extension TilesCollectionViewController: MQTTSubscriber {
	func didReceiveMessage(_ message: MQTTMessage) {
		DispatchQueue.main.async {

The only part missing is the interaction. When you select one of the cells it will publish a message to the defined ‘set’-topic and update the internal state of the tile:

override func collectionView(_ collectionView: UICollectionView, didSelectItemAt indexPath: IndexPath) {
	let tile = tiles[indexPath.row]
	guard var selectable = tile as? Selectable else {

	selectable.isSelected = !(selectable.isSelected)
	if let topic = tile.topics[.set] {
		let payloadString = selectable.isSelected ? "on" : "off"
		MQTT.sharedInstance.publish(payloadString, topic: topic, retain: false)
	collectionView.reloadItems(at: [indexPath])

Putting it together

To put it together we create multiple instances of the TilesCollectionViewController and add them to a UITabBarController. Each instances overrides a single method defining the tiles. For the icons we use a library which enables us to use IonIcons instead of images. The home screen displays the most-used tiles:

class HomeViewController: TilesCollectionViewController {
    override func initTiles() -> [Tile] {
        return [
            InfoTile(title: "Indoor", icon: .Thermometer, topics: [.status: "Thuis/weatherIndoor/temperature", .icon: "Thuis/weatherIndoor/icon"]),
            InfoTile(title: "Weather", icon: .Thermometer, topics: [.status: "Thuis/weather/temperature", .icon: "Thuis/weather/icon"]),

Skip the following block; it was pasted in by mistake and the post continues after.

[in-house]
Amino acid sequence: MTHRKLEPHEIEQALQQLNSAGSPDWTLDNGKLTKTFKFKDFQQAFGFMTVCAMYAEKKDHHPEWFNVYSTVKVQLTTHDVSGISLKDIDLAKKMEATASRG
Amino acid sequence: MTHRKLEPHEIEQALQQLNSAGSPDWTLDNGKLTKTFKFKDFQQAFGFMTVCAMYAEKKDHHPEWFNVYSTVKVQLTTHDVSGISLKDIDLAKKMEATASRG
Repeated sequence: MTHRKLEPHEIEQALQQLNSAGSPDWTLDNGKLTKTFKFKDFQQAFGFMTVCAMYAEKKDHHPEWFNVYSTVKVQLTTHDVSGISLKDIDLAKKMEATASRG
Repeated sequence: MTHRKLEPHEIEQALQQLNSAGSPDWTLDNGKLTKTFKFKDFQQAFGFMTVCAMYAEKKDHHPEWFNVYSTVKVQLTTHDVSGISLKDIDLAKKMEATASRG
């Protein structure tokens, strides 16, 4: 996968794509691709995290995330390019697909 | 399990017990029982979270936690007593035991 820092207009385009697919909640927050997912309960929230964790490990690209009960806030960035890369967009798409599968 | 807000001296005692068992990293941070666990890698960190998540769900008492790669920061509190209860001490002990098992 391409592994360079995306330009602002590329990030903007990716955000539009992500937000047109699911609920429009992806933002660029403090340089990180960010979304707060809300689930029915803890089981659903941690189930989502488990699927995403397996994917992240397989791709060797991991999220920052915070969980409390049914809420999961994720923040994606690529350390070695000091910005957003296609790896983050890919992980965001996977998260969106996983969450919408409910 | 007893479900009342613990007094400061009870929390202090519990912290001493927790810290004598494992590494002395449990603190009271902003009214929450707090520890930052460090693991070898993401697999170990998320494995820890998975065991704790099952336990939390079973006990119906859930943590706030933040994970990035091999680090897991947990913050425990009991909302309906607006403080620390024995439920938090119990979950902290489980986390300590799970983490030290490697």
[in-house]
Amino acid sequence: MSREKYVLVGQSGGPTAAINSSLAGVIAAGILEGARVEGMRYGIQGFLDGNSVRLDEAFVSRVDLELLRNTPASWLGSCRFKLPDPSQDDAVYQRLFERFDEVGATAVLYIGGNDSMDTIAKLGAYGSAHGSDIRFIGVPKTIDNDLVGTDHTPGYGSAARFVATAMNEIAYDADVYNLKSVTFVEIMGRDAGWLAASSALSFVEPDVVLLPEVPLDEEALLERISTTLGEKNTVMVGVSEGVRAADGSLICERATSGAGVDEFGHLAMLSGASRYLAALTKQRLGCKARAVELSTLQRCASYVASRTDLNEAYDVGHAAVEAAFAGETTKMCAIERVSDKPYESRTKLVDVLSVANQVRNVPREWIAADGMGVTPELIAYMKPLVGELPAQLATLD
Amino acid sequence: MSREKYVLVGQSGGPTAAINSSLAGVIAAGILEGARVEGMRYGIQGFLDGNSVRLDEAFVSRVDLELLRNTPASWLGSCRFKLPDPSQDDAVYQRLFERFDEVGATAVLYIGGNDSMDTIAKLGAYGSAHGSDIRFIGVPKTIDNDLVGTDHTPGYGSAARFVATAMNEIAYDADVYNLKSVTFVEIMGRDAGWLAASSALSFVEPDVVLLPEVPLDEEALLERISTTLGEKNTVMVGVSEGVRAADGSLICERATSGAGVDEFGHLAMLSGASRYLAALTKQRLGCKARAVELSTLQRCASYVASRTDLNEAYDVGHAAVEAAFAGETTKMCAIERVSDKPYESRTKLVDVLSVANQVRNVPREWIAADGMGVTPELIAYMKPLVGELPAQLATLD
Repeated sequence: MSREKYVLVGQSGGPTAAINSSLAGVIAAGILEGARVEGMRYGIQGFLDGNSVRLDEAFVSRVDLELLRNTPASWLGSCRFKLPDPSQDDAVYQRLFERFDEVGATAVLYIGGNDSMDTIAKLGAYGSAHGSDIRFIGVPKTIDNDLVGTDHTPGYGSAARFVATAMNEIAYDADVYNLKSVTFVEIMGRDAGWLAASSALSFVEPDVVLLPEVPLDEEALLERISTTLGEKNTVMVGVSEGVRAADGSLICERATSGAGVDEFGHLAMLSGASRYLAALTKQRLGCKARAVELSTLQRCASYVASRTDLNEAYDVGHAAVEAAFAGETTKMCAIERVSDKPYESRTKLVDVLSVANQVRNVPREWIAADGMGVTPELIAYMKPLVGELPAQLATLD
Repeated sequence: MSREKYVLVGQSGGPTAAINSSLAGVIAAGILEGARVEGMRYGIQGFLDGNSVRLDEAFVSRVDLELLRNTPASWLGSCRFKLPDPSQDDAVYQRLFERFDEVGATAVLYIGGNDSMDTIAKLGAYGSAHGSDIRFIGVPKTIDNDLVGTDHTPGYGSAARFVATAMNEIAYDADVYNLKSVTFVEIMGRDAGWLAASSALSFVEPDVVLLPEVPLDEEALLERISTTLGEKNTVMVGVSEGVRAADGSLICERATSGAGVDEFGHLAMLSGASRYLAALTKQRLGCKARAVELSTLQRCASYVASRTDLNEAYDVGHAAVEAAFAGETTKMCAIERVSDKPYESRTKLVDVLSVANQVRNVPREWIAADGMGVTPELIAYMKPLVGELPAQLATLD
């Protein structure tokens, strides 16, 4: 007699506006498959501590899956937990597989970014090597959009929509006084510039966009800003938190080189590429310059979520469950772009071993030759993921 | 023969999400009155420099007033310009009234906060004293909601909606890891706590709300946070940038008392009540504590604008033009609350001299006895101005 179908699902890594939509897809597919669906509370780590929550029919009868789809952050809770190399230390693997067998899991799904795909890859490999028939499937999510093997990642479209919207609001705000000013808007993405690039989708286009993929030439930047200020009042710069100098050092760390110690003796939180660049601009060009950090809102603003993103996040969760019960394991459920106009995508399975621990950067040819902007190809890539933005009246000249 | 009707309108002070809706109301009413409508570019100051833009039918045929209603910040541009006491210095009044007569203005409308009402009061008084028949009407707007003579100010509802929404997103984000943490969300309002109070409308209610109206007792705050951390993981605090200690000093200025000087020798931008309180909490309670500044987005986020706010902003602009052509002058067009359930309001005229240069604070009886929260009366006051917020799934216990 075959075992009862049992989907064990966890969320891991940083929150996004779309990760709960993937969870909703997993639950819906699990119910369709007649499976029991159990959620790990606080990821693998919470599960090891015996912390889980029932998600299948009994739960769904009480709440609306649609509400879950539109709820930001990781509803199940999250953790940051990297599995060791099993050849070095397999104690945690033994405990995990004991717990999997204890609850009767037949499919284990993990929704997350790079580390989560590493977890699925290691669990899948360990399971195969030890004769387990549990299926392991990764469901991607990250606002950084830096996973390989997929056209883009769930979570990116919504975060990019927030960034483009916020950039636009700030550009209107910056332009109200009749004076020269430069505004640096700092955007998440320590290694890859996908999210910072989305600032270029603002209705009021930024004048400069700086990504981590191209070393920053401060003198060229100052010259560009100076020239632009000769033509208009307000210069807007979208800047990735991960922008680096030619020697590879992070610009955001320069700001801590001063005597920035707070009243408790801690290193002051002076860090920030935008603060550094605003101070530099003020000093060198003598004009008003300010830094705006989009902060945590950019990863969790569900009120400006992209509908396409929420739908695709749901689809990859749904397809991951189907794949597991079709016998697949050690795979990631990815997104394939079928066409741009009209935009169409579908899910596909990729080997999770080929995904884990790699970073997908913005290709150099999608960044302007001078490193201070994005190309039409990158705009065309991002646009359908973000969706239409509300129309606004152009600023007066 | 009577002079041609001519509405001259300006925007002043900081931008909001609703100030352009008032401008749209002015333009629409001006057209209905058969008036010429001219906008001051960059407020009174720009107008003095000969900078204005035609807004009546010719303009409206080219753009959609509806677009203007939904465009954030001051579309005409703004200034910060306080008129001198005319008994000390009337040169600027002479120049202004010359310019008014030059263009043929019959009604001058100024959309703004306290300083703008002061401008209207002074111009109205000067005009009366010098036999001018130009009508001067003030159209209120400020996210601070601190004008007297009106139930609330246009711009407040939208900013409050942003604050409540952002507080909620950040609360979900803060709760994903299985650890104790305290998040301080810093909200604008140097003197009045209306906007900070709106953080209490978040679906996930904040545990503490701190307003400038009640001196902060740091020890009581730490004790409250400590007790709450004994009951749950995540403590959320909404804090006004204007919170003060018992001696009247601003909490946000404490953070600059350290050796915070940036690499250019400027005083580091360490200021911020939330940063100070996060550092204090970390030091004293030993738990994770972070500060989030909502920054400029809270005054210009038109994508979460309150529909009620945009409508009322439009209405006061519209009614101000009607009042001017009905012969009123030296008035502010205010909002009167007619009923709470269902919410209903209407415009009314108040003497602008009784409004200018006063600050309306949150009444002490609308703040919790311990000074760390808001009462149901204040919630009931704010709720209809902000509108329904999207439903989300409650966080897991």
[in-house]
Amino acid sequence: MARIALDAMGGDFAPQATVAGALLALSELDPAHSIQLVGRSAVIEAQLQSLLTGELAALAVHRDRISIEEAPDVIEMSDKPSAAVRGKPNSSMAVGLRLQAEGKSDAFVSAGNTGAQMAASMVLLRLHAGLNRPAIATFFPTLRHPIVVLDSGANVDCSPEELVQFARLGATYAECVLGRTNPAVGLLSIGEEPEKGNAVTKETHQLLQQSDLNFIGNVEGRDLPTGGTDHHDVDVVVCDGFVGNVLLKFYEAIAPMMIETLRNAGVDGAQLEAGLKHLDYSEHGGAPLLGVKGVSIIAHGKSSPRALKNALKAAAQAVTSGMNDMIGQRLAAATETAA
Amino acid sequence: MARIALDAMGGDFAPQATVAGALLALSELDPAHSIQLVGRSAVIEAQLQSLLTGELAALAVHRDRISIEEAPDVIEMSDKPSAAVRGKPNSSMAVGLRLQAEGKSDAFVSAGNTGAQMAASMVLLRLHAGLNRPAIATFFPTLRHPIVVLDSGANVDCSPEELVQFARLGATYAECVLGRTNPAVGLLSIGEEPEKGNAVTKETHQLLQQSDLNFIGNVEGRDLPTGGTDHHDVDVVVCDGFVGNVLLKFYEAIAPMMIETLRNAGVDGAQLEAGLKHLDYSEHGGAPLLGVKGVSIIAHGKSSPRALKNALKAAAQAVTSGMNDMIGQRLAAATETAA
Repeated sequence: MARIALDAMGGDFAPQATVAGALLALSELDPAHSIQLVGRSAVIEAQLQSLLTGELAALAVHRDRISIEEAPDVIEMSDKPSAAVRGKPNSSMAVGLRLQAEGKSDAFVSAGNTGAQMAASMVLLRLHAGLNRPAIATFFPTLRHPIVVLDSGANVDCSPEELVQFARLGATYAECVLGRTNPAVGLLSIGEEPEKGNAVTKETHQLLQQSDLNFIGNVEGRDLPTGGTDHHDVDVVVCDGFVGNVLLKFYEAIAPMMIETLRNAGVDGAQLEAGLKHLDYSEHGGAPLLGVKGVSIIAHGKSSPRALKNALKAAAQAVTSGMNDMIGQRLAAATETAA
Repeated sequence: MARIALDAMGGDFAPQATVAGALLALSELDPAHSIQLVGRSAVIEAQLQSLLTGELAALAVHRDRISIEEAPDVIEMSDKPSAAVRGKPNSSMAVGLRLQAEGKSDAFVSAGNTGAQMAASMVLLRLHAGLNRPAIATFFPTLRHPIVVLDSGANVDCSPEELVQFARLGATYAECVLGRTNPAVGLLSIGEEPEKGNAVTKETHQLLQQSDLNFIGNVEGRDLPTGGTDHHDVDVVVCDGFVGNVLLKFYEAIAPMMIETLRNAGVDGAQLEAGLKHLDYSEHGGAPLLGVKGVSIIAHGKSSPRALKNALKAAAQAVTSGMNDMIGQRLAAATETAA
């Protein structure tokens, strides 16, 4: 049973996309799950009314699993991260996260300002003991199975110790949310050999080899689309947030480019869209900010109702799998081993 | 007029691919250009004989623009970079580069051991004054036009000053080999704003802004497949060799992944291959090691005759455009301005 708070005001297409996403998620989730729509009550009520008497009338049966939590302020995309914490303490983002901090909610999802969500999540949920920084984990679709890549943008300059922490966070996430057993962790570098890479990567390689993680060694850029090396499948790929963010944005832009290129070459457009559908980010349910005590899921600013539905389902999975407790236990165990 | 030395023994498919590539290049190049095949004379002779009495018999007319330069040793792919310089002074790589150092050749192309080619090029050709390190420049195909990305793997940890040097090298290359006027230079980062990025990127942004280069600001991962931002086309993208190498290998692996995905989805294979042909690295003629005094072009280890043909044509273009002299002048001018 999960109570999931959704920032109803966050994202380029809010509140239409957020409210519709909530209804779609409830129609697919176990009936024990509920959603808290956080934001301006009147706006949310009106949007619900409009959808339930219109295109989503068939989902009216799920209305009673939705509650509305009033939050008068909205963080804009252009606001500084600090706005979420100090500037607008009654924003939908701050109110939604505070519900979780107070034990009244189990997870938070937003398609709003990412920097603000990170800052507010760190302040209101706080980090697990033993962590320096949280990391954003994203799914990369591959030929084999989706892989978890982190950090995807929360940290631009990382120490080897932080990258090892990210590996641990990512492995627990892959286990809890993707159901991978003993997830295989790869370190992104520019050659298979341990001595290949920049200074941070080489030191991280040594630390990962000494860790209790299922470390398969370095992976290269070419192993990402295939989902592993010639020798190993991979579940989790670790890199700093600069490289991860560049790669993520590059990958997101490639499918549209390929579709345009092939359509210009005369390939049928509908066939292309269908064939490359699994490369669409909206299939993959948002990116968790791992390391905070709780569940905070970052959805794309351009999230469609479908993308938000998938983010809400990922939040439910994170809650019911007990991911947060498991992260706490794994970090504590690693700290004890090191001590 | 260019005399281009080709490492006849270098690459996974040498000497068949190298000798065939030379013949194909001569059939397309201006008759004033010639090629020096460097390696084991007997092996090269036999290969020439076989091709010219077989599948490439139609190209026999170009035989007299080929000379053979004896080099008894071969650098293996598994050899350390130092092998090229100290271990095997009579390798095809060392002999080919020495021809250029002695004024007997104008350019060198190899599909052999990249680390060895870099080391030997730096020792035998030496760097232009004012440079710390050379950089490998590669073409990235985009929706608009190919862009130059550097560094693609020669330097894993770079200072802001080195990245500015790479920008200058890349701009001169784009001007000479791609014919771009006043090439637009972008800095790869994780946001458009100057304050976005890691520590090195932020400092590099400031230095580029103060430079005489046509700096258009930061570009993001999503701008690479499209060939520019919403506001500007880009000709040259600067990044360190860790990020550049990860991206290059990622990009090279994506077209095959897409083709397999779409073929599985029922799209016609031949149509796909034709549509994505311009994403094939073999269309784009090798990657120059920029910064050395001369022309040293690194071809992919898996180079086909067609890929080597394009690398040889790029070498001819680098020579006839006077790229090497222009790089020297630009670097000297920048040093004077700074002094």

ButtonTile(title: "Home Theater", icon: .FilmMarker, topic: "Thuis/scene/homeTheater"),
            ButtonTile(title: "YouTube", icon: .SocialYoutube, topic: "Thuis/scene/youTube"),
            ButtonTile(title: "Mood", icon: .Flame, topic: "Thuis/scene/mood"),
            ButtonTile(title: "Radio", icon: .MusicNote, topic: "Thuis/scene/radio")

This brings us the result of this blog post: a working iPhone app which communicates with Thuis through MQTT.


When messages arrive on the status-topics, the selected-status of the button-tiles and the value of the info-tiles are updated. When one of the button-tiles is tapped a message is send to the set-topic with the new status. As described in Publishing activity from Z-Way to MQTT this is already picked up and executed.

You probably do notice that it looks very plain yet: we’ll fix this in a next blog post. We’ll also add some more controls, like slider, which can be used for dimmers and a volume control.

MQTT User Interface components for iOS